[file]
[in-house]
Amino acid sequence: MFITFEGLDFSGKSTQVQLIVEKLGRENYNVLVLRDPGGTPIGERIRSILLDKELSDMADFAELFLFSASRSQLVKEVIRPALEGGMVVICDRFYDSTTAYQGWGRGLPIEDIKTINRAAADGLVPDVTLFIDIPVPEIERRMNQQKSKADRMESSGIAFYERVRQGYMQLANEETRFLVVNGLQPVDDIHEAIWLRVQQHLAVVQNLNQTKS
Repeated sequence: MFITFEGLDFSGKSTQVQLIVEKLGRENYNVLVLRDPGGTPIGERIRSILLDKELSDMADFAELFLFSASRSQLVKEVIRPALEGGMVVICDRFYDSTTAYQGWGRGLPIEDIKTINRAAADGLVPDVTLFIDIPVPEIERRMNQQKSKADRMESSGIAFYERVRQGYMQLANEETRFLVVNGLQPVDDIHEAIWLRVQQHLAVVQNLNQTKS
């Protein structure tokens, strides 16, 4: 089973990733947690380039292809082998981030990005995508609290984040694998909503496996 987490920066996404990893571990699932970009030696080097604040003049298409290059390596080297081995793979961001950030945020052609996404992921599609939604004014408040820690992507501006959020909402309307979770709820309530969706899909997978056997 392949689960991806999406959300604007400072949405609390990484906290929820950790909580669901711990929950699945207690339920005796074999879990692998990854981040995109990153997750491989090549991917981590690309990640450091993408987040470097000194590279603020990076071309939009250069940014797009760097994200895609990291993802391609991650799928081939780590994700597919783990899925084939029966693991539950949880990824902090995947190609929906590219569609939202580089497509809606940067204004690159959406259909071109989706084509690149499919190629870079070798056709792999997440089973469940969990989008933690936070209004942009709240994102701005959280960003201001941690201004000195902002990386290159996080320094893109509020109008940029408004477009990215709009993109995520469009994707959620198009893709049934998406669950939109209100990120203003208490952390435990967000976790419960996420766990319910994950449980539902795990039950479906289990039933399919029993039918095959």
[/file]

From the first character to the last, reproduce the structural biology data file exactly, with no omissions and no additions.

[in-house]
Amino acid sequence: MFITFEGLDFSGKSTQVQLIVEKLGRENYNVLVLRDPGGTPIGERIRSILLDKELSDMADFAELFLFSASRSQLVKEVIRPALEGGMVVICDRFYDSTTAYQGWGRGLPIEDIKTINRAAADGLVPDVTLFIDIPVPEIERRMNQQKSKADRMESSGIAFYERVRQGYMQLANEETRFLVVNGLQPVDDIHEAIWLRVQQHLAVVQNLNQTKS
Repeated sequence: MFITFEGLDFSGKSTQVQLIVEKLGRENYNVLVLRDPGGTPIGERIRSILLDKELSDMADFAELFLFSASRSQLVKEVIRPALEGGMVVICDRFYDSTTAYQGWGRGLPIEDIKTINRAAADGLVPDVTLFIDIPVPEIERRMNQQKSKADRMESSGIAFYERVRQGYMQLANEETRFLVVNGLQPVDDIHEAIWLRVQQHLAVVQNLNQTKS
């Protein structure tokens, strides 16, 4: 089973990733947690380039292809082998981030990005995508609290984040694998909503496996 987490920066996404990893571990699932970009030696080097604040003049298409290059390596080297081995793979961001950030945020052609996404992921599609939604004014408040820690992507501006959020909402309307979770709820309530969706899909997978056997 392949689960991806999406959300604007400072949405609390990484906290929820950790909580669901711990929950699945207690339920005796074999879990692998990854981040995109990153997750491989090549991917981590690309990640450091993408987040470097000194590279603020990076071309939009250069940014797009760097994200895609990291993802391609991650799928081939780590994700597919783990899925084939029966693991539950949880990824902090995947190609929906590219569609939202580089497509809606940067204004690159959406259909071109989706084509690149499919190629870079070798056709792999997440089973469940969990989008933690936070209004942009709240994102701005959280960003201001941690201004000195902002990386290159996080320094893109509020109008940029408004477009990215709009993109995520469009994707959620198009893709049934998406669950939109209100990120203003208490952390435990967000976790419960996420766990319910994950449980539902795990039950479906289990039933399919029993039918095959």